In 2008 Motability Finance altered its name to Motability Operations Limited, to reflect its delivery role, and became a subsidiary of Motability Operations Group plc which was created, as the culmination of a decision planned several years earlier, to raise long-term funding on the capital markets. This was taken because of the possible risks, given the very sizeable amounts raised, of relying on annual bank borrowing. The decision was - with hindsight - most timely.

Current situation

During the last few years there has been an extraordinary second-hand market whereby cars have been selling consistently at values significantly higher than originally anticipated when the lease was written. This phenomenon has continued, despite the fact that the use of diesel vehicles has faced massive pressure from across the political spectrum. The motor industry is global and is coming under increasing financial and environmental pressures, as evidenced by the rise in green movements around the world. We see these pressures daily in announcements of re-structuring and plant closures in the motor industry.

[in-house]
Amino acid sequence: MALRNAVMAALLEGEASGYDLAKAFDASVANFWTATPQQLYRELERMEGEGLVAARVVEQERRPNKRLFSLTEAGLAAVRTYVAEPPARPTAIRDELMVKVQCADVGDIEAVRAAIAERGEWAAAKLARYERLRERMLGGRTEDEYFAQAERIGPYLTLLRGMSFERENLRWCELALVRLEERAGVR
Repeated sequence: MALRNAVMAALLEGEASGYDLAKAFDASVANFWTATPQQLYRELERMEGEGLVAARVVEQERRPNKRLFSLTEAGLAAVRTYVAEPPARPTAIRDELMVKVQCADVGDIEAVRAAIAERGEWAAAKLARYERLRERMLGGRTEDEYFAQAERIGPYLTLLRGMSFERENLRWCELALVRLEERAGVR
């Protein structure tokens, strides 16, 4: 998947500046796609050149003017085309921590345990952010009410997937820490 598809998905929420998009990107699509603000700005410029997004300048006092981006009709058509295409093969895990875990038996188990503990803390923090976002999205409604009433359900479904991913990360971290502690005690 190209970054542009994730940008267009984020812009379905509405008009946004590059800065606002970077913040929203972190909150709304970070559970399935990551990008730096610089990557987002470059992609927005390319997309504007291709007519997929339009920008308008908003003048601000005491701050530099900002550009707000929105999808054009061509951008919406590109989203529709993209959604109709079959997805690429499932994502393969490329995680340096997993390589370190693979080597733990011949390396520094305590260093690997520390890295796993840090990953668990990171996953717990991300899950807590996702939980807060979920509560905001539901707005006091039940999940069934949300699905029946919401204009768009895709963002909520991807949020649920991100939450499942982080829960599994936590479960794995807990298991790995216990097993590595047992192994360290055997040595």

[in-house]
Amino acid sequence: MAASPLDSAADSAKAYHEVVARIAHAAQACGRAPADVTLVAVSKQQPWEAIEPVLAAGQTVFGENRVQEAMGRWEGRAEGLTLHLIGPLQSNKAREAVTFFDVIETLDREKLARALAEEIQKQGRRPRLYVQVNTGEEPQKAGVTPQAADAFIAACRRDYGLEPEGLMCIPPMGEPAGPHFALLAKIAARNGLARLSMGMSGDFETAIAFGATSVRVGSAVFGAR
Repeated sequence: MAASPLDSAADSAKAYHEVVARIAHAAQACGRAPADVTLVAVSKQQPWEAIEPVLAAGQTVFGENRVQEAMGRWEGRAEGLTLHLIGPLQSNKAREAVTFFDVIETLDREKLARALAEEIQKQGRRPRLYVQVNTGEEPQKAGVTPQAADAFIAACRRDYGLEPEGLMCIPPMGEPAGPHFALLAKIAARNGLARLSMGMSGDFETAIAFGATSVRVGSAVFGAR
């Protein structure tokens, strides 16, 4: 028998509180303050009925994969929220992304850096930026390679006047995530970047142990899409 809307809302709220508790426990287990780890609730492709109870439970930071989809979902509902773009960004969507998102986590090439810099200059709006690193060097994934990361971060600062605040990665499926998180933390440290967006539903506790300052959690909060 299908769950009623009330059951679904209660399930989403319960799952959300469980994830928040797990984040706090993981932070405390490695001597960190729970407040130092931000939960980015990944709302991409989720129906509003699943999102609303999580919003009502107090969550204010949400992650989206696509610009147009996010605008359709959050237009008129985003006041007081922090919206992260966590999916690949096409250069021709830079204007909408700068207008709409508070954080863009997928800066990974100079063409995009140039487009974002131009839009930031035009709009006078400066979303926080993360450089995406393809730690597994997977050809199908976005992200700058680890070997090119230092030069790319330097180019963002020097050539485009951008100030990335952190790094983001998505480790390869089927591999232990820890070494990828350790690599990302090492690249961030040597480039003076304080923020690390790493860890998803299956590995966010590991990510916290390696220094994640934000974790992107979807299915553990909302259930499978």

Extraordinarily cheap monies over the last decade have had a significant effect on consumer purchasing power in the second-hand market, reversing normal depreciation. This has resulted in extraordinarily high second-hand car values over a sustained period but they will inevitably return to normal levels. This has created a unique financial benefit. It may well be that we will never again see these most unusual conditions which have produced such significant profits in Motability Operations.